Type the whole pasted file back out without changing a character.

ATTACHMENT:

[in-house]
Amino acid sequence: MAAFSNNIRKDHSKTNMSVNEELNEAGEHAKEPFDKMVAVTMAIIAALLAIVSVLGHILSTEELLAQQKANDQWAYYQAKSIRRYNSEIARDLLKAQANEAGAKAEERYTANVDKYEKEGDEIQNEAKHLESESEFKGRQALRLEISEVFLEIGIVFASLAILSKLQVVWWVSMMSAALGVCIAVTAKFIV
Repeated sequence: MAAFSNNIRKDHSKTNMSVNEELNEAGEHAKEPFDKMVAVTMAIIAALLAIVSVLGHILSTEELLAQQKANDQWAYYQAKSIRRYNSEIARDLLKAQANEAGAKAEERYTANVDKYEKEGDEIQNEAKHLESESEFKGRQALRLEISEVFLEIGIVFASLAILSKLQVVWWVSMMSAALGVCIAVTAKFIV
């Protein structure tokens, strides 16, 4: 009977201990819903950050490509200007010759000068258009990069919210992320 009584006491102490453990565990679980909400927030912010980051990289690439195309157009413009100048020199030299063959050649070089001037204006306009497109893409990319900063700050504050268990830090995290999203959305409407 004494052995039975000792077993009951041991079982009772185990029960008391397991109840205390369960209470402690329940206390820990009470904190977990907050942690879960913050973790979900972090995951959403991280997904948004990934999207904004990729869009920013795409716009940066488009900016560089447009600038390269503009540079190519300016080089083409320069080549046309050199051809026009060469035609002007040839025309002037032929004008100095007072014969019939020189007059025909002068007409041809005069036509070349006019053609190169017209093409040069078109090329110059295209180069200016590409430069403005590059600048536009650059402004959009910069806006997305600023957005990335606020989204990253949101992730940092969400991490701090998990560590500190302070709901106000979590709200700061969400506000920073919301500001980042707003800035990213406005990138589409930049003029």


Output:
[in-house]
Amino acid sequence: MAAFSNNIRKDHSKTNMSVNEELNEAGEHAKEPFDKMVAVTMAIIAALLAIVSVLGHILSTEELLAQQKANDQWAYYQAKSIRRYNSEIARDLLKAQANEAGAKAEERYTANVDKYEKEGDEIQNEAKHLESESEFKGRQALRLEISEVFLEIGIVFASLAILSKLQVVWWVSMMSAALGVCIAVTAKFIV
Repeated sequence: MAAFSNNIRKDHSKTNMSVNEELNEAGEHAKEPFDKMVAVTMAIIAALLAIVSVLGHILSTEELLAQQKANDQWAYYQAKSIRRYNSEIARDLLKAQANEAGAKAEERYTANVDKYEKEGDEIQNEAKHLESESEFKGRQALRLEISEVFLEIGIVFASLAILSKLQVVWWVSMMSAALGVCIAVTAKFIV
């Protein structure tokens, strides 16, 4: 009977201990819903950050490509200007010759000068258009990069919210992320 009584006491102490453990565990679980909400927030912010980051990289690439195309157009413009100048020199030299063959050649070089001037204006306009497109893409990319900063700050504050268990830090995290999203959305409407 004494052995039975000792077993009951041991079982009772185990029960008391397991109840205390369960209470402690329940206390820990009470904190977990907050942690879960913050973790979900972090995951959403991280997904948004990934999207904004990729869009920013795409716009940066488009900016560089447009600038390269503009540079190519300016080089083409320069080549046309050199051809026009060469035609002007040839025309002037032929004008100095007072014969019939020189007059025909002068007409041809005069036509070349006019053609190169017209093409040069078109090329110059295209180069200016590409430069403005590059600048536009650059402004959009910069806006997305600023957005990335606020989204990253949101992730940092969400991490701090998990560590500190302070709901106000979590709200700061969400506000920073919301500001980042707003800035990213406005990138589409930049003029």